Graduate Thesis Or Dissertation

The effect of temperature and salinity acclimation on the respiration rate of a marine polychaete, Serpula vermicularis L.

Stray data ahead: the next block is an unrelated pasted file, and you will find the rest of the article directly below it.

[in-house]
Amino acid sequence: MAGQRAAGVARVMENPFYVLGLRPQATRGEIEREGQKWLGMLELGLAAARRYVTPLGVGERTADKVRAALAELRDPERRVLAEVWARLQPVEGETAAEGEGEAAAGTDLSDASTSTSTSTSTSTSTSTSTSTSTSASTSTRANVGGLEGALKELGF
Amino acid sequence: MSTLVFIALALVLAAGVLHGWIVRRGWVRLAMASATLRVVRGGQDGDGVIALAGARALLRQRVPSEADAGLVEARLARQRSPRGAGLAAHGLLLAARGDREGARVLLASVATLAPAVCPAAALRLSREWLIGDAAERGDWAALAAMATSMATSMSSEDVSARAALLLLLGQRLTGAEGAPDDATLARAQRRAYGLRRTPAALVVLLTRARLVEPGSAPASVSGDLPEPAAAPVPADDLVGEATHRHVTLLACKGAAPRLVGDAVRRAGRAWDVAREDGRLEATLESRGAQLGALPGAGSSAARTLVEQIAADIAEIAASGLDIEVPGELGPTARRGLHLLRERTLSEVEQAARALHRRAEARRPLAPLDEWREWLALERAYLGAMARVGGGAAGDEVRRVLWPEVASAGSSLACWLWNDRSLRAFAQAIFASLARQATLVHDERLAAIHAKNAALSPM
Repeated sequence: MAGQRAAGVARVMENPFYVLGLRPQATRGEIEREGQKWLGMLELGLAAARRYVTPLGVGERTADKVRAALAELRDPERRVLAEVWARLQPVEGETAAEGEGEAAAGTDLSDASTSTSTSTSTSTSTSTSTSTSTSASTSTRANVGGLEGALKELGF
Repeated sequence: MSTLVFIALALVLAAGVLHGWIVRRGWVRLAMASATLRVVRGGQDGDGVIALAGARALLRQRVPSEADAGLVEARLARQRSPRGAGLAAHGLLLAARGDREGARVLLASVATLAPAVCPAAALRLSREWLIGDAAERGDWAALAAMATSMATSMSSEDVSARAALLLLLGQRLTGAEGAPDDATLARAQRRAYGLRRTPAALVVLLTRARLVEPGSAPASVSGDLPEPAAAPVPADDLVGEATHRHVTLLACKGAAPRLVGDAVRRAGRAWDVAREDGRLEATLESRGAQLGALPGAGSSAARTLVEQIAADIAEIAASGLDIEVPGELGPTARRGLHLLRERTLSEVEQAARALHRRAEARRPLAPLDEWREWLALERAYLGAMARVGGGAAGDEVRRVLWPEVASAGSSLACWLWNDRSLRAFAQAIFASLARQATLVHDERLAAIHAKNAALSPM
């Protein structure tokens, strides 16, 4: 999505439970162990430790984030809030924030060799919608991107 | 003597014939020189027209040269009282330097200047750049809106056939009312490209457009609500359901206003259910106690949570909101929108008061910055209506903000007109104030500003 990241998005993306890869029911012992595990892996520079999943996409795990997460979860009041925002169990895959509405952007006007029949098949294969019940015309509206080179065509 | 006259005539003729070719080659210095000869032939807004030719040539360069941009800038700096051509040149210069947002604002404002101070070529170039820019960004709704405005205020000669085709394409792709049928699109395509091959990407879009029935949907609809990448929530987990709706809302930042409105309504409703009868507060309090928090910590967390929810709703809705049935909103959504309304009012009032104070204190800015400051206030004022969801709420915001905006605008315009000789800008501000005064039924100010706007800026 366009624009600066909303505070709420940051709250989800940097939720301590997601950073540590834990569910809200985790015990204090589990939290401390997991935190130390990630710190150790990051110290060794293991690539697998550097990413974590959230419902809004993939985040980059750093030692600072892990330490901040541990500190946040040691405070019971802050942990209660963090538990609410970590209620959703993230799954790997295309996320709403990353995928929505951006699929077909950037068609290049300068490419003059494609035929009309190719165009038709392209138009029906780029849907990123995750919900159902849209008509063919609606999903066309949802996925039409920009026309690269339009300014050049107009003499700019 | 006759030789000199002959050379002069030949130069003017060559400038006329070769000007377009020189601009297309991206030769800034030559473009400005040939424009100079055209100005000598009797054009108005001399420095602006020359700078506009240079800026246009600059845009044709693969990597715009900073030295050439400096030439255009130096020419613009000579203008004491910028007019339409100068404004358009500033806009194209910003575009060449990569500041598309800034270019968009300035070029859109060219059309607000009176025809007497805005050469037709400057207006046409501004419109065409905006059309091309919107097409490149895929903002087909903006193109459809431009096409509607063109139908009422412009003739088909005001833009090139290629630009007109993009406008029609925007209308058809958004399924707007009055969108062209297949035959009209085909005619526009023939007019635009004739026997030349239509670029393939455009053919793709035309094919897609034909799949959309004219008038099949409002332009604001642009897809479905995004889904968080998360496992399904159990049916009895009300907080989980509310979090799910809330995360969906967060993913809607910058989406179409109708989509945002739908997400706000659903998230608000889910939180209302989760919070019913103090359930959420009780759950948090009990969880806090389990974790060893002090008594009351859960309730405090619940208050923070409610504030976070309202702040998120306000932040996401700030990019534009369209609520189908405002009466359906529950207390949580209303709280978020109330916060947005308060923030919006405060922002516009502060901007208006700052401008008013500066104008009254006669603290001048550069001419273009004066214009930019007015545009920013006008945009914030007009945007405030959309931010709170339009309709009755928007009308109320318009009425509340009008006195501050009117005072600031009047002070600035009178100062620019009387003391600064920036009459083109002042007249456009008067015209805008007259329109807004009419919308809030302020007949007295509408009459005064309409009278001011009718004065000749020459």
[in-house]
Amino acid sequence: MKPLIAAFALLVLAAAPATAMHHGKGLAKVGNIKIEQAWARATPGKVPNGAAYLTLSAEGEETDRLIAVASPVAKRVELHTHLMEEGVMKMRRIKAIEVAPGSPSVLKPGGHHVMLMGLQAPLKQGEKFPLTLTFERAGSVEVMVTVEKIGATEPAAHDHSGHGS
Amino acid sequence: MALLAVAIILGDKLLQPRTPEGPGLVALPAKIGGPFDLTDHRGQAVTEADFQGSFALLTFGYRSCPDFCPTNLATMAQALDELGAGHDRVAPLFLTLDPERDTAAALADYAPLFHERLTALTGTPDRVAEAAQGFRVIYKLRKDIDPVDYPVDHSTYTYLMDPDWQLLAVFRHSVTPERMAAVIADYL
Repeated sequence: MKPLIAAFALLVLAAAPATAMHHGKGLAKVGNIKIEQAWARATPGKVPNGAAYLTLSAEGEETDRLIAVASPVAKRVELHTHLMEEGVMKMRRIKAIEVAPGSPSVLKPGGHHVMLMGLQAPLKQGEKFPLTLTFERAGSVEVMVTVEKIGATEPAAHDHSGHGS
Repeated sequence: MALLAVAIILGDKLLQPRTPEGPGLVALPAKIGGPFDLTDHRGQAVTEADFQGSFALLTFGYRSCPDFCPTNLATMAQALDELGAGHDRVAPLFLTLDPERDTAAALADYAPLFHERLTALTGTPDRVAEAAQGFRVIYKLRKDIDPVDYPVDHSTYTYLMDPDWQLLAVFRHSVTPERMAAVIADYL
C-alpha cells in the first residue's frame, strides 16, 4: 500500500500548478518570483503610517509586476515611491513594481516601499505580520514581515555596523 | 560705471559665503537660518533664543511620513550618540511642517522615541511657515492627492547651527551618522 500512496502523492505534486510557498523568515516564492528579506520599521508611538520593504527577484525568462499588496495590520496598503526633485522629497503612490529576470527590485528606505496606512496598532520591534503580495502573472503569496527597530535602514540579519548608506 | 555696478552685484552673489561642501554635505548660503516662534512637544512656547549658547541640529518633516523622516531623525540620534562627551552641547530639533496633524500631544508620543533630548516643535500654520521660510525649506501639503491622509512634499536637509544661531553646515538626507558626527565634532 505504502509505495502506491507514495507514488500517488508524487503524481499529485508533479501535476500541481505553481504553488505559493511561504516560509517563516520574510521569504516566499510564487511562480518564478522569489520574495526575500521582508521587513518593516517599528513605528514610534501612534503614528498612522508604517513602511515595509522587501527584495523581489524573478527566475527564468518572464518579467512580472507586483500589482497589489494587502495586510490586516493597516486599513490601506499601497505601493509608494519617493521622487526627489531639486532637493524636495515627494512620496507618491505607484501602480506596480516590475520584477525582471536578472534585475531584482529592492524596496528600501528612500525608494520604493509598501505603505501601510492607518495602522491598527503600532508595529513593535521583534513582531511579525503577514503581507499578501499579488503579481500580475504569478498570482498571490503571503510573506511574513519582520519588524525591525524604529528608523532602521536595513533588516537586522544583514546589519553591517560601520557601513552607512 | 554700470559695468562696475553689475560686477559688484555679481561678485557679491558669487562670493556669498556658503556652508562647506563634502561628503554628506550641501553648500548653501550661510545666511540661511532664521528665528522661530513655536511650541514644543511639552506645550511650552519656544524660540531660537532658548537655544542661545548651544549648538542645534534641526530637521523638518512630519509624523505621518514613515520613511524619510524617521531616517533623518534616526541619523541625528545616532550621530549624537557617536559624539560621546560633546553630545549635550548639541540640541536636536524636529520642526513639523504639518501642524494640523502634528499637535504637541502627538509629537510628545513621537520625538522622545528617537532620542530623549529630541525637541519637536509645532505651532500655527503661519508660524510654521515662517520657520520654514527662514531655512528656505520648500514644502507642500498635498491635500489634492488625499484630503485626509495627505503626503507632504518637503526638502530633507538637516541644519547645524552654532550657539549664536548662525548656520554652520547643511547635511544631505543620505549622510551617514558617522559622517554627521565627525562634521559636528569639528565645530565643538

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  • In January 1970, collections of Serpula vermicularis L. were obtained from Bray Point, Oregon, for the purpose of determining the effect of acclimation to salinity and temperature on its rate of respiration. The worms were removed from their tubes and acclimated to one of three salinities (28.8%₀, 31.1%₀, or 35.9%₀) and one of two temperatures (10°C or 15°C). Following a two-week acclimation period, measurements of the rates of respiration were made at 10°C, 15°C, 20°C, 25°C, and 30°C. The results of these measurements revealed that acclimation to salinity has no effect on the rate of respiration of Serpula vermicularis. This indicates that the serpulids had undergone complete compensation to these salinities. In comparing the rates of respiration of serpulids acclimated to different temperatures, it was found that the cold acclimated worms had higher rates of respiration than the warm acclimated worms at all experimental temperatures. The results of acclimation to temperature might be used to compare serpulids from different geographical areas. Perhaps such experiments would enable the researcher to gain insight into the variability of temperature regimes in different geographical locations by measuring the rates of respiration of serpulids collected in these areas.
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